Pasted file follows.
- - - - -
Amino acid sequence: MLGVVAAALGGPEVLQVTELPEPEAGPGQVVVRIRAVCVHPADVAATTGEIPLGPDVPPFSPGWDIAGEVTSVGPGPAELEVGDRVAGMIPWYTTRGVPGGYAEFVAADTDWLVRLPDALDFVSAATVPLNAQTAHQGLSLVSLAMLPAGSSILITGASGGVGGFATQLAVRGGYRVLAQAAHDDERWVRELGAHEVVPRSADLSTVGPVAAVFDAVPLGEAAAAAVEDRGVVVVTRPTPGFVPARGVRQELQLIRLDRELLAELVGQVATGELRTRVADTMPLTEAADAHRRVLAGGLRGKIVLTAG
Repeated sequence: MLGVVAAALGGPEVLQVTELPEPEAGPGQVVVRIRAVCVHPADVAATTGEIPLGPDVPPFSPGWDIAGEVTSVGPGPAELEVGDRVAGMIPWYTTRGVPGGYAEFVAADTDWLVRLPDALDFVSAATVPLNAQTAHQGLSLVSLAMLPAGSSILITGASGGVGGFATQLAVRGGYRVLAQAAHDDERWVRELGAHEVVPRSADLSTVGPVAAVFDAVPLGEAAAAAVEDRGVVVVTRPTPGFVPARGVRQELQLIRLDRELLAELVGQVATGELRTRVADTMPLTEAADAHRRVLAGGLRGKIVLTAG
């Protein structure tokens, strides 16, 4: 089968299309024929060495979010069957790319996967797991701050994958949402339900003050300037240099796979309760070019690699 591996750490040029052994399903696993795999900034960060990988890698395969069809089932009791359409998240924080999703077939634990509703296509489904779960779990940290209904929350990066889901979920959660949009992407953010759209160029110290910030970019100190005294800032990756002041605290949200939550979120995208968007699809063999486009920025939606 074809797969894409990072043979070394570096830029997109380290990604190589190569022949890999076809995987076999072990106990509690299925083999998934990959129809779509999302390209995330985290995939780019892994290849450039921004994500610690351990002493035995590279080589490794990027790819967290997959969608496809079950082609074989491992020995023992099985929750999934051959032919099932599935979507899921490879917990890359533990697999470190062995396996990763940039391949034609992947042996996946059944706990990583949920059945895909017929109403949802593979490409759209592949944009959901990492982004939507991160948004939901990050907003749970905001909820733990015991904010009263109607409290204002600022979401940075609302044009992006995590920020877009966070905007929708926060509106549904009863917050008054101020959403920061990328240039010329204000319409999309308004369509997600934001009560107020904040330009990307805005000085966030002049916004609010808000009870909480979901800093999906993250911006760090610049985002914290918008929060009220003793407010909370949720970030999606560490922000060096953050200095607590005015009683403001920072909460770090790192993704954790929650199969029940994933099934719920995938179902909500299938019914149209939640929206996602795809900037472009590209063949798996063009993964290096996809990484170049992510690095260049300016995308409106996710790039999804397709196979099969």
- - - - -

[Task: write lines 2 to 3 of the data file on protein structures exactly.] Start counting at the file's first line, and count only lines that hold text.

Repeated sequence: MLGVVAAALGGPEVLQVTELPEPEAGPGQVVVRIRAVCVHPADVAATTGEIPLGPDVPPFSPGWDIAGEVTSVGPGPAELEVGDRVAGMIPWYTTRGVPGGYAEFVAADTDWLVRLPDALDFVSAATVPLNAQTAHQGLSLVSLAMLPAGSSILITGASGGVGGFATQLAVRGGYRVLAQAAHDDERWVRELGAHEVVPRSADLSTVGPVAAVFDAVPLGEAAAAAVEDRGVVVVTRPTPGFVPARGVRQELQLIRLDRELLAELVGQVATGELRTRVADTMPLTEAADAHRRVLAGGLRGKIVLTAG
């Protein structure tokens, strides 16, 4: 089968299309024929060495979010069957790319996967797991701050994958949402339900003050300037240099796979309760070019690699 591996750490040029052994399903696993795999900034960060990988890698395969069809089932009791359409998240924080999703077939634990509703296509489904779960779990940290209904929350990066889901979920959660949009992407953010759209160029110290910030970019100190005294800032990756002041605290949200939550979120995208968007699809063999486009920025939606 074809797969894409990072043979070394570096830029997109380290990604190589190569022949890999076809995987076999072990106990509690299925083999998934990959129809779509999302390209995330985290995939780019892994290849450039921004994500610690351990002493035995590279080589490794990027790819967290997959969608496809079950082609074989491992020995023992099985929750999934051959032919099932599935979507899921490879917990890359533990697999470190062995396996990763940039391949034609992947042996996946059944706990990583949920059945895909017929109403949802593979490409759209592949944009959901990492982004939507991160948004939901990050907003749970905001909820733990015991904010009263109607409290204002600022979401940075609302044009992006995590920020877009966070905007929708926060509106549904009863917050008054101020959403920061990328240039010329204000319409999309308004369509997600934001009560107020904040330009990307805005000085966030002049916004609010808000009870909480979901800093999906993250911006760090610049985002914290918008929060009220003793407010909370949720970030999606560490922000060096953050200095607590005015009683403001920072909460770090790192993704954790929650199969029940994933099934719920995938179902909500299938019914149209939640929206996602795809900037472009590209063949798996063009993964290096996809990484170049992510690095260049300016995308409106996710790039999804397709196979099969």